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Host: Ruchita Chandrashekar
Edit: Apurba Jyoti Borah
Audio Mix: Depot Records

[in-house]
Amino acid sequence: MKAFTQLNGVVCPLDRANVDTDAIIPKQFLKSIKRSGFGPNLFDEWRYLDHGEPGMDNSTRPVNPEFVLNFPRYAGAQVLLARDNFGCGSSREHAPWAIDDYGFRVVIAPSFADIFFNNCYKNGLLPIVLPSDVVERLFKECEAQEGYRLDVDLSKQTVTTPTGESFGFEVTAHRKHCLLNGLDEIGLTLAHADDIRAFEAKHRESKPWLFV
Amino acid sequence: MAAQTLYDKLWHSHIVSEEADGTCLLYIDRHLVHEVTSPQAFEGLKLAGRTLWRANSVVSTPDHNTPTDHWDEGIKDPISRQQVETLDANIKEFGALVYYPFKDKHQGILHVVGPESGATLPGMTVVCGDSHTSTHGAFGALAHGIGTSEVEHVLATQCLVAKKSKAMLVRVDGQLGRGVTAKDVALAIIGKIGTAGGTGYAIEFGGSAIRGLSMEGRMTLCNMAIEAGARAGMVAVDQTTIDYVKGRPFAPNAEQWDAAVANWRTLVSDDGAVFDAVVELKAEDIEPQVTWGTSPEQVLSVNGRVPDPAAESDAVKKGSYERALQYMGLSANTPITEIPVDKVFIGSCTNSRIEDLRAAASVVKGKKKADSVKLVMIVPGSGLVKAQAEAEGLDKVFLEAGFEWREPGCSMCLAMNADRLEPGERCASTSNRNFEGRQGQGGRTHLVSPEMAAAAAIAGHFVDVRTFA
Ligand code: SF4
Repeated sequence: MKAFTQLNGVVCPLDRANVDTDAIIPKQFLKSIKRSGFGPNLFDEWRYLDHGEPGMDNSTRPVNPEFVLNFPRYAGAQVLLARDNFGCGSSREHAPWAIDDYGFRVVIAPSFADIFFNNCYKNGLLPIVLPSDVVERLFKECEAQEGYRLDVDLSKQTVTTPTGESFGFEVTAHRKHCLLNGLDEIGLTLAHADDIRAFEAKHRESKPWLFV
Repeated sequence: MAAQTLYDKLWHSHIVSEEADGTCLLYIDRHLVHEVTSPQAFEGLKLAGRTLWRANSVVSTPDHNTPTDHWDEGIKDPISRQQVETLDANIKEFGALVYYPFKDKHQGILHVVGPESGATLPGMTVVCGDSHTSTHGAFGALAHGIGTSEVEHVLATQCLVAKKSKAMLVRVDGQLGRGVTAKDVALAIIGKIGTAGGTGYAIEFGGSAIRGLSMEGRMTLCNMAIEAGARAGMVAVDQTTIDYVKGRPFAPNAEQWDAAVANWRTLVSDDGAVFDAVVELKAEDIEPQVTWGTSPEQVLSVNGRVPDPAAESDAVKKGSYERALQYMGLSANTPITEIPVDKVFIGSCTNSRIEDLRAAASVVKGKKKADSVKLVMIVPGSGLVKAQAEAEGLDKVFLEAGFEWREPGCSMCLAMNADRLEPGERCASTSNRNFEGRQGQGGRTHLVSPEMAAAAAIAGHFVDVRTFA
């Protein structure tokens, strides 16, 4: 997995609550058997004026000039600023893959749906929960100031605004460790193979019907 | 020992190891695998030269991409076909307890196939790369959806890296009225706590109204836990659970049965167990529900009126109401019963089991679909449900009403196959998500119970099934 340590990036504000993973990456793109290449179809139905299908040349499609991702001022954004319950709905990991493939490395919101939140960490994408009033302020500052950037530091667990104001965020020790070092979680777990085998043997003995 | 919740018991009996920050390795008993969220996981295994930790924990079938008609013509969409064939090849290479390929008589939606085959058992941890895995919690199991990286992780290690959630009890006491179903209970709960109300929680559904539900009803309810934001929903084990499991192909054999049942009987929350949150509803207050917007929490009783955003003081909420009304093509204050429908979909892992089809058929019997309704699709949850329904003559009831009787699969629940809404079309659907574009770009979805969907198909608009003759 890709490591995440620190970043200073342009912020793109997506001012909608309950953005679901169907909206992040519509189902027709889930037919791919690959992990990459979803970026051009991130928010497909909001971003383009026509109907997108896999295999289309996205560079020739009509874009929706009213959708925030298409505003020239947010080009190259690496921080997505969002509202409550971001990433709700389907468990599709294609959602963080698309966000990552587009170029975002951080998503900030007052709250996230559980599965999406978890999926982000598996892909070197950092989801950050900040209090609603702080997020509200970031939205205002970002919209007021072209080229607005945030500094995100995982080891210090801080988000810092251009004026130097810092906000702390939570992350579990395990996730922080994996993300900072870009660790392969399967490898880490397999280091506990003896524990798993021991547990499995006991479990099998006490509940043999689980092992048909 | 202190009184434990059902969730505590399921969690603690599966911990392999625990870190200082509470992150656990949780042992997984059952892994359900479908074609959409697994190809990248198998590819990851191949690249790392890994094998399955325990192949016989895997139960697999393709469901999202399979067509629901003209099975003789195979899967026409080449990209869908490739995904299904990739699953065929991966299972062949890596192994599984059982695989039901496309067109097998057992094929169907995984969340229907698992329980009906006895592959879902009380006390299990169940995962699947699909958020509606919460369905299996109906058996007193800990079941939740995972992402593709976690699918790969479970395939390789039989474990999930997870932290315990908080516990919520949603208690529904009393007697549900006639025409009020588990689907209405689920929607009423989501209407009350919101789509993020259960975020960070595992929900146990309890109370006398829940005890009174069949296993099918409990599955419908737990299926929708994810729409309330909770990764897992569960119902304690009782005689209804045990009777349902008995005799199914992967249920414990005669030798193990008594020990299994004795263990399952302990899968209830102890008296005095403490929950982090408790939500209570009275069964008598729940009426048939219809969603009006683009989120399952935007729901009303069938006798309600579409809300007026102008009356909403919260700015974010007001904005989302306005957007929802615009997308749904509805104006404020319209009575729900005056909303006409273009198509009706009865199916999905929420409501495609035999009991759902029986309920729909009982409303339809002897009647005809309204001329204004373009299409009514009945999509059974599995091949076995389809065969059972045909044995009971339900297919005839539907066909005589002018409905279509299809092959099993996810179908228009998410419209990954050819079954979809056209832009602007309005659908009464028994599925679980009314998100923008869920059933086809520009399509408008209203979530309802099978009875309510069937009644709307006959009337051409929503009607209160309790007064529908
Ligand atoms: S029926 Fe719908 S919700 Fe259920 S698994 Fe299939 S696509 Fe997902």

Scroll down to the end for the full transcript.
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FULL TRANSCRIPT OF THIS EPISODE: